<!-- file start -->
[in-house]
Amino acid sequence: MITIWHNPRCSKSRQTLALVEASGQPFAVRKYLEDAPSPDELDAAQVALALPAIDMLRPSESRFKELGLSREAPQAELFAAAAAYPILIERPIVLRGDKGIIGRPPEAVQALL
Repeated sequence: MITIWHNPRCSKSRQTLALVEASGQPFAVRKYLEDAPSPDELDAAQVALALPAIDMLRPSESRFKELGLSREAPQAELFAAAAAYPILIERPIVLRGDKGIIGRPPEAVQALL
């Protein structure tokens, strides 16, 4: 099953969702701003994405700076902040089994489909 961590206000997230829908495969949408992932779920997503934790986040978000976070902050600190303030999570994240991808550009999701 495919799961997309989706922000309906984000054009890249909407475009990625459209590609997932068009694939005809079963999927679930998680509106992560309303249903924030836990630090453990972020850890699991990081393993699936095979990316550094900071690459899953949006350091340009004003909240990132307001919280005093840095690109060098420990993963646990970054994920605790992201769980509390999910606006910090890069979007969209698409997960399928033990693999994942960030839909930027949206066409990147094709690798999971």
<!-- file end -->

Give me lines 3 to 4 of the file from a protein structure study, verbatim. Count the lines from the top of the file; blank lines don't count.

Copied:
Repeated sequence: MITIWHNPRCSKSRQTLALVEASGQPFAVRKYLEDAPSPDELDAAQVALALPAIDMLRPSESRFKELGLSREAPQAELFAAAAAYPILIERPIVLRGDKGIIGRPPEAVQALL
């Protein structure tokens, strides 16, 4: 099953969702701003994405700076902040089994489909 961590206000997230829908495969949408992932779920997503934790986040978000976070902050600190303030999570994240991808550009999701 495919799961997309989706922000309906984000054009890249909407475009990625459209590609997932068009694939005809079963999927679930998680509106992560309303249903924030836990630090453990972020850890699991990081393993699936095979990316550094900071690459899953949006350091340009004003909240990132307001919280005093840095690109060098420990993963646990970054994920605790992201769980509390999910606006910090890069979007969209698409997960399928033990693999994942960030839909930027949206066409990147094709690798999971």